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A letter to ruling elders: Let’s help our pastors lead well

Every pastor deserves someone who loves them and their church equally, someone who can help them navigate the challenges of ministry and avoid aimless drifting. — Matthew Skolnik

Photo by Mitchell Leach on Unsplash

A note from the author: A special thank you to pastors, elders, Committee on Ministry members, and synod colleagues who helped shape my thoughts and this letter.

Elders, your pastors are some of the best people around. By and large, they have great hearts, work diligently for God’s kingdom, and exhaust themselves serving in ministry.

However, as the church, we have failed them because we have not trained pastors to:

  • Align the work of the church to God’s mission of redemption, deliverance and salvation.
  • Equip Christians for the work of ministry.
  • Build faith-based communities in and outside our congregations.

While pastors and elders share ministry, pastoral leadership comes with more responsibilities, including caring for the whole congregation and helping the community plan. Yet, as the church, we have not communicated that this type of forward-moving leadership is expected among our pastors. Because we have witnessed pastors who ran churches with iron fists, we actively trained toxic leadership out of our system. Unfortunately, we have also trained healthy leadership out of our system as well.

This is no single person’s fault. But as we practice naming the staunch reality around us in love, it is high time that we encourage, empower and expect our pastors to lead.

As a presbytery executive who works with dozens of churches and pastors, I highlight this important conversation with love and grace. My thoughts are not comprehensive nor perfect, but my intent is to help us find simple changes that make a big difference in our shared life.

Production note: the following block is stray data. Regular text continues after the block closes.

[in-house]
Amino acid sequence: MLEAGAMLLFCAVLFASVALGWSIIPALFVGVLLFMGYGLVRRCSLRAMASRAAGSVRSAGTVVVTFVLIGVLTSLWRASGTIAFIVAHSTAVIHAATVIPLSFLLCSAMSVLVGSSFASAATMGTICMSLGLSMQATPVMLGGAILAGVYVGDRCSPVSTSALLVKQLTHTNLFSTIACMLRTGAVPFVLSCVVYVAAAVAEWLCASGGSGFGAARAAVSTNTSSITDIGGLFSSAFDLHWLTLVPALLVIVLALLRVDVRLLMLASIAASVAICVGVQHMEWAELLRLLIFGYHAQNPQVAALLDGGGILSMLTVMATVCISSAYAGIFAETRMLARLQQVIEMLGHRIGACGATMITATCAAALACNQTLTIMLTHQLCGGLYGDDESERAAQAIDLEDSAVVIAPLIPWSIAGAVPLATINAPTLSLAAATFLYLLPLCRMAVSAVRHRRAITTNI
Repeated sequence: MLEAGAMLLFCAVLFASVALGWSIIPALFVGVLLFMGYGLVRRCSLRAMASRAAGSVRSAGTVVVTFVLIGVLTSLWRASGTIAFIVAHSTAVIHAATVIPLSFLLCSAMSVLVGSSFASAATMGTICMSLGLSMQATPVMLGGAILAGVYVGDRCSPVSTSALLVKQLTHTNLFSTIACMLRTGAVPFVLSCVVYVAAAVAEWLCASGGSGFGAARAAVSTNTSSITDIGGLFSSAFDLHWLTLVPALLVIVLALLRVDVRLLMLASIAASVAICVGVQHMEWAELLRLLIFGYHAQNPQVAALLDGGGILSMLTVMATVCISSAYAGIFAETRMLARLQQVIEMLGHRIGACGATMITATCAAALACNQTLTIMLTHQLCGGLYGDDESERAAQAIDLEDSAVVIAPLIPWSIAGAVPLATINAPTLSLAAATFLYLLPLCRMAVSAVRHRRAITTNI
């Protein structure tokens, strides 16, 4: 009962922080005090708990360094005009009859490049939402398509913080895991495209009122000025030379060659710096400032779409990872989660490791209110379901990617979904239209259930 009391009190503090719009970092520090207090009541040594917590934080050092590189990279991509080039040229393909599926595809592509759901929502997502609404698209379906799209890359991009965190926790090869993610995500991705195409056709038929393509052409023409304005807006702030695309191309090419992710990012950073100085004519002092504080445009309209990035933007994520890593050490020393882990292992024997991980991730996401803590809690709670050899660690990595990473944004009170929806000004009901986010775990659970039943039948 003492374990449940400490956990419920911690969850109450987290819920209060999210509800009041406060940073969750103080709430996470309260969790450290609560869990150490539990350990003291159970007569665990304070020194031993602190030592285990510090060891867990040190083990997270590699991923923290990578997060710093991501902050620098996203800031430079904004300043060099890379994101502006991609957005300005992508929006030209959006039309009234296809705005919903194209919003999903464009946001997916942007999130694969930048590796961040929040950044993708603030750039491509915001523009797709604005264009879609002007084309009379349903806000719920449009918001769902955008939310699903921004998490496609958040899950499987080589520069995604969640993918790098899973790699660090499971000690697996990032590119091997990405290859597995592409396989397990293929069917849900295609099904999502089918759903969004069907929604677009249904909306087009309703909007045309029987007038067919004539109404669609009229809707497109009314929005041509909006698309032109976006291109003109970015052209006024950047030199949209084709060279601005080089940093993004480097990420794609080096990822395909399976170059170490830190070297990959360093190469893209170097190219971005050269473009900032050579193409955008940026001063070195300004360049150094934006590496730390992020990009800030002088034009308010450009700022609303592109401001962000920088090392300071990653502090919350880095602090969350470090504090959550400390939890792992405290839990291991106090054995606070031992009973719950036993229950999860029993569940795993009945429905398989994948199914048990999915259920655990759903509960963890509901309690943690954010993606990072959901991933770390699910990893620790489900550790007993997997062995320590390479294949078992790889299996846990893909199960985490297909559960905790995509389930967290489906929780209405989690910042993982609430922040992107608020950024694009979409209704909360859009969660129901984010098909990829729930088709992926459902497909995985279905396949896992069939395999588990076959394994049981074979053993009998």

Signs that your pastor is not leading the church forward

  • Session meetings focus on committee reports and structural procedures instead of relationships and vision.
  • A pastor doesn’t manage their time, and the church’s time, in a way that equips others to practice their faith and builds the local, faith-based community.
  • During times of discernment and visioning, the pastor does not introduce new communities to the congregation by taking key church leaders on field trips or bringing in guest speakers. Pastors say something like, “I will help the congregation do what they want to do, but I am not going to be a driving force.”
  • There is an aversion to setting specific, measurable, attainable, relevant, time-oriented, and meaningful goals.

Elders, please do not take this list and beat your pastors up with it. This is not the point. Instead, we want to encourage and empower our pastors to expand their leadership.

Why pastors do not try to move the church forward

Pastors bear the responsibility of guiding our congregations toward what is faithful now and in the future. But pastors do not always embrace this charge because:

  • We have trained leadership out of the pastorate as an overreaction to toxic leadership.
  • We have not taught pastors simple and effective leadership tools such as: providing elders with healthy options, reframing conversations around God’s mission, and engaging their local cities and towns.
  • Pastors have tried to lead but have little sense of progress.
  • Some congregations harm pastors who try to make progress.
  • Pastors spend all their energy sustaining traditional ministry cycles.
  • Some pastors are just trying to make it to retirement.
  • We have not highlighted, celebrated and promoted bold leaders in the scriptures.
  • We send individuals and not collaborative pastoral teams to lead our churches. In doing so, we put the weight of pastoral leadership on the shoulders of one person and require them to have more skills than any one person reasonably can have.
  • We actively train new and young pastors not to change anything for 2 or 3 years.

How to encourage, empower and expect leadership who moves the church forward

Provide an invitation and expectation to lead

Elders can encourage their pastors to lead by communicating the importance of strong pastoral leadership. These invitations to lead can be conveyed through various channels over an extended period. It may be necessary to involve presbytery leaders in the discussions or seek external help.